When I was first involved with Occupy Wall Street, academics and intellectuals were everywhere. Education and Empowerment was a massive working group, which did achieve a great deal. A year later and the academics, with honored and honorable exceptions, are on the sidelines, sniping, even as conferences and courses with titles using words like “radical,” “rethinking” and “political” abound. While European movements seem ready to change the paradigm, universities here remain comfortably asleep.
This injunction is against my tenured and tenure-track colleagues. One of the most noticeable features of the movement is the prominent place of adjunct and contingent faculty, and especially graduate students–precisely the people who do have something to lose. These are the people behind Occupy University, the Free University, Occupy Student Debt and many other of the best movement moments. Meanwhile there are a growing wave of books and articles by the tenured, weighing in “more in sorrow than in anger” about the various failures that they perceive in Occupy.
Let’s take an example that has been bouncing around Facebook of late, called “Occupy Wall Street, Flash Movements and American Politics,” published in the online section of Dissent by David Plotke, a professor of politics at the New School. I don’t know Prof. Plotke and as far as I’m aware we haven’t met at any Occupy event. The piece isn’t evil or terrible. It’s just operating in such a different conceptual to those of us working in the movement as to render it ineffective as as intervention.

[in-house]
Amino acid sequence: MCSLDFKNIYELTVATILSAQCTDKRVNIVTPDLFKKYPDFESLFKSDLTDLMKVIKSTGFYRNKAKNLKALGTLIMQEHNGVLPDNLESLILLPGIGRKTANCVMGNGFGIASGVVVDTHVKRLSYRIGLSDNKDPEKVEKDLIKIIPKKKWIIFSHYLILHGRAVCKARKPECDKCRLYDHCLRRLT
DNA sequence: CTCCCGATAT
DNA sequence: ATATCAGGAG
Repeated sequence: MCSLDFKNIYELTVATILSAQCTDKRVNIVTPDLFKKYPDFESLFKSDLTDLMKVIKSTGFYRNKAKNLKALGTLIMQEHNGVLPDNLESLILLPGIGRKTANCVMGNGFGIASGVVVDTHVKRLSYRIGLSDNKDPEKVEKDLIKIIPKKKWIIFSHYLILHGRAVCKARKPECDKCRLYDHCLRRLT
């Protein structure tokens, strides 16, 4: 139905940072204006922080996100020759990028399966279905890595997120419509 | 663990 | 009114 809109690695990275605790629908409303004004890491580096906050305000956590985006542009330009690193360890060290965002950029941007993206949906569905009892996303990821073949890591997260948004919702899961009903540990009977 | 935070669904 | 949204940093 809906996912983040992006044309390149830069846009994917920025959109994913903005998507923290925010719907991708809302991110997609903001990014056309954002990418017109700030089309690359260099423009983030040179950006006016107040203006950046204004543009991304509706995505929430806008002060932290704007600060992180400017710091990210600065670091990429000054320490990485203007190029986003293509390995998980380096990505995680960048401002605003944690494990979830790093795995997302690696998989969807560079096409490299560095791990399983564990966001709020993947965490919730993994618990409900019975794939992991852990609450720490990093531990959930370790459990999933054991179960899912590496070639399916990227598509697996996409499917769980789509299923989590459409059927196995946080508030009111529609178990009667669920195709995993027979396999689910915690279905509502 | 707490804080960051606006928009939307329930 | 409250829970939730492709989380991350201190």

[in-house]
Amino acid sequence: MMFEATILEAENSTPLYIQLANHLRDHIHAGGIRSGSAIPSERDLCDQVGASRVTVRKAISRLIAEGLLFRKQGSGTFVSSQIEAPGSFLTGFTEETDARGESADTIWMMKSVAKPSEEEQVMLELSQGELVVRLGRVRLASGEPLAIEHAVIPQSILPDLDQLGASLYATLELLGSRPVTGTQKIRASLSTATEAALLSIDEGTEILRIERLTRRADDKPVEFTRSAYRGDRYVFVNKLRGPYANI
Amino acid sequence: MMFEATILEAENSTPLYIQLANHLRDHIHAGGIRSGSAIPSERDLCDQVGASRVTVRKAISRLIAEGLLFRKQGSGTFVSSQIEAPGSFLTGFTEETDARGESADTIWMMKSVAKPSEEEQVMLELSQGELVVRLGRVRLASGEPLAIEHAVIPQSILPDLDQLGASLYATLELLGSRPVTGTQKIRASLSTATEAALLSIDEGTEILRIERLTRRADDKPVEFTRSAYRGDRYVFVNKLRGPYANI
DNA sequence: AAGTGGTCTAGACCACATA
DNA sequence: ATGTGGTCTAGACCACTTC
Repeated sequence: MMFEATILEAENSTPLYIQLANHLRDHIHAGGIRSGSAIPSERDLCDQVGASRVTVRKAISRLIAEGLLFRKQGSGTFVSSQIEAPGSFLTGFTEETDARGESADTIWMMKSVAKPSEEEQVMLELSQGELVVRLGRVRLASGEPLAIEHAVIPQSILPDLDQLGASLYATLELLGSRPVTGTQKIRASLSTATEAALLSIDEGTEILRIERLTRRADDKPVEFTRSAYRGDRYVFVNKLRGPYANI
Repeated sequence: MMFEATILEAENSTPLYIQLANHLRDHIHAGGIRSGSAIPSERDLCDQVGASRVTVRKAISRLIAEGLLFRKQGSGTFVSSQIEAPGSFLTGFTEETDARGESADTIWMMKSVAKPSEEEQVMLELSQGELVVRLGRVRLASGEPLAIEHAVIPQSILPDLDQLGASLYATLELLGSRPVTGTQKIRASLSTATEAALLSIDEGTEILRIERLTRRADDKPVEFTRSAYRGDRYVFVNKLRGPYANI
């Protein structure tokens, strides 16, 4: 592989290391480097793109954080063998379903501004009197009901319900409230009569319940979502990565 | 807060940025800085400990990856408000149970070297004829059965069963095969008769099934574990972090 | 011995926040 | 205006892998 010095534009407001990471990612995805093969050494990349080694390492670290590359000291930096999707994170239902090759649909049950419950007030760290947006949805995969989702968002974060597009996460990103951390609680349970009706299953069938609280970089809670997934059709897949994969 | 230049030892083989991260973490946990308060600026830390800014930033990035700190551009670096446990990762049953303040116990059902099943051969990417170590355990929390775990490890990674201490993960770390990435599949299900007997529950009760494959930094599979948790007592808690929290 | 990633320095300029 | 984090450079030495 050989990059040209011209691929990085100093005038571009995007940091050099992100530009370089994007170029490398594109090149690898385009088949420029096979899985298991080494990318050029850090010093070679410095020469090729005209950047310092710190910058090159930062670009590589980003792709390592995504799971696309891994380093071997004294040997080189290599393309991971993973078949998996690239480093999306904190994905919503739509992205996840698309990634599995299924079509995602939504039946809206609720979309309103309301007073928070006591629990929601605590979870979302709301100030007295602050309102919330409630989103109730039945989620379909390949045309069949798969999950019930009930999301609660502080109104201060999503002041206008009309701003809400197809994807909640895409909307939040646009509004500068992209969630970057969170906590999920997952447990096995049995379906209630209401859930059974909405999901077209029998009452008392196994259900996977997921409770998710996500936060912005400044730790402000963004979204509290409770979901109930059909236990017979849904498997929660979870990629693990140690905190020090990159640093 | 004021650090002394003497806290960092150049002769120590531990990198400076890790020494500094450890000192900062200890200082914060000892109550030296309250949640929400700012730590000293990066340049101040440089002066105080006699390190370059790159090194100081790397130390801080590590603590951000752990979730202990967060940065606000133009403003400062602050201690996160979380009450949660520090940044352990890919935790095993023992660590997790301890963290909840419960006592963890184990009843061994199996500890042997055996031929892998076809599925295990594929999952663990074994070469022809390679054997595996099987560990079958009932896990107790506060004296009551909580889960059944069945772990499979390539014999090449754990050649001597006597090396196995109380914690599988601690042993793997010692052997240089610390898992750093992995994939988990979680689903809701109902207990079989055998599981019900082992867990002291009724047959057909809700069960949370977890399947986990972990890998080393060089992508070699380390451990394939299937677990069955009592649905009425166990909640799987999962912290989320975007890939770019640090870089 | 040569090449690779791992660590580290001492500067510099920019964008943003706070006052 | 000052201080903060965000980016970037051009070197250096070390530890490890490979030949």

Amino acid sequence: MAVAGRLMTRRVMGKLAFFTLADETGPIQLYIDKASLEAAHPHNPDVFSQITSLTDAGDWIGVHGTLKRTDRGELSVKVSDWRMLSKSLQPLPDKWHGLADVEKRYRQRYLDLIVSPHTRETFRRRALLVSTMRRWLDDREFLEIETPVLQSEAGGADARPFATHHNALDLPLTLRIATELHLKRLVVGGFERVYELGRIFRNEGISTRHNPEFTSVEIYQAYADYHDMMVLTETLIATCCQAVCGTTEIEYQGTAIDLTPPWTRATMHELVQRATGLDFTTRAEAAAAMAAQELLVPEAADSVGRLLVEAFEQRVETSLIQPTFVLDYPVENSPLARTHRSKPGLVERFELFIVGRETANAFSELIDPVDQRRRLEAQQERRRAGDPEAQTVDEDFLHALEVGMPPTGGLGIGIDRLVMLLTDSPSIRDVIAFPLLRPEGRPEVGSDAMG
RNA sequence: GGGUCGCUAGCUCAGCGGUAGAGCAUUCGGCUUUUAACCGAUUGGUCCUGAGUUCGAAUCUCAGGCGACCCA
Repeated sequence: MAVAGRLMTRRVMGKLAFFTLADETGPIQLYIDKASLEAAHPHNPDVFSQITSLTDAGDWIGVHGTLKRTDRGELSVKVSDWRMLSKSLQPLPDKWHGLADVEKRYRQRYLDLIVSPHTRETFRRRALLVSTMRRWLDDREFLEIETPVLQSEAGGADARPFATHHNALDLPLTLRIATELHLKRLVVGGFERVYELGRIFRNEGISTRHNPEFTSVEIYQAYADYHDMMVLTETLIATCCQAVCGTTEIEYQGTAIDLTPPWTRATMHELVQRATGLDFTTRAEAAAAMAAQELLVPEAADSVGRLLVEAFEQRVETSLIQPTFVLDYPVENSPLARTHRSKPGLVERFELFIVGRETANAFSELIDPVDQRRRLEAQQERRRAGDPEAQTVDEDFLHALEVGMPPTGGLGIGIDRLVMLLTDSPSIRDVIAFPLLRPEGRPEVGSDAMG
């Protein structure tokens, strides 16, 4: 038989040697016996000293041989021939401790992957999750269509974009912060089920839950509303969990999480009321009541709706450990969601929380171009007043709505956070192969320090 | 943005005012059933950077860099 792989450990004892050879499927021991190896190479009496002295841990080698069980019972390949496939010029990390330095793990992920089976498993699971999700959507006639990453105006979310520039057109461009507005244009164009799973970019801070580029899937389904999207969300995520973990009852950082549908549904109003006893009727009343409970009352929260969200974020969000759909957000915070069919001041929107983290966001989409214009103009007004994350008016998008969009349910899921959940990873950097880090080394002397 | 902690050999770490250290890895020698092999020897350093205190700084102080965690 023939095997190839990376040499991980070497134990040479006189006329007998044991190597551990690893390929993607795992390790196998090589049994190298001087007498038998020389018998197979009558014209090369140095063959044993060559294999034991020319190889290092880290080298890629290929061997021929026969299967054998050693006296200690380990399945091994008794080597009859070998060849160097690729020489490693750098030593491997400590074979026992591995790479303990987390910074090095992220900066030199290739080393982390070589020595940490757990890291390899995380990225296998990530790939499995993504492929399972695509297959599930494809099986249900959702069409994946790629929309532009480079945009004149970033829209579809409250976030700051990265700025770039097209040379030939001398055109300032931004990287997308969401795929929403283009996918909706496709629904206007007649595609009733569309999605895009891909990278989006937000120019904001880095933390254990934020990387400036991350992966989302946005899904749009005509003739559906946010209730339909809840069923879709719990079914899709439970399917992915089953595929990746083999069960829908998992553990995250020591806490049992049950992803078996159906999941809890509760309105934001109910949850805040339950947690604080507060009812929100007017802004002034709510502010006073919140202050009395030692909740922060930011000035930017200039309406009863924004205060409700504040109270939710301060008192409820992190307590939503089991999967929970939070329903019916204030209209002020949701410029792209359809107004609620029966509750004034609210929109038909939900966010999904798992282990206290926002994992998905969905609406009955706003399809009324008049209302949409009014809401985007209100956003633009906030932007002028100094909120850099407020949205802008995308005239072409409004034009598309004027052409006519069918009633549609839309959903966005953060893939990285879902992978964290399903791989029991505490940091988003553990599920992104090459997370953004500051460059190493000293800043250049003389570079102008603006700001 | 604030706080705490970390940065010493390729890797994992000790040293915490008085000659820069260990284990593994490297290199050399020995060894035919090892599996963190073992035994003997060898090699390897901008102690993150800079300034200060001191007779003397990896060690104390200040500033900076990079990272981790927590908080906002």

Plotke offers four contrasting interpretations of Occupy, all of which make judgments in relation to electoral politics, especially the current election., enabling his conclusion that it was a “flash movement.” This undefined term is rendered as calling Occupy
the Herman Cain of the left.
It’s a cheap shot and Plotke quickly disavows it, in a “have your cake and eat it” form of writing.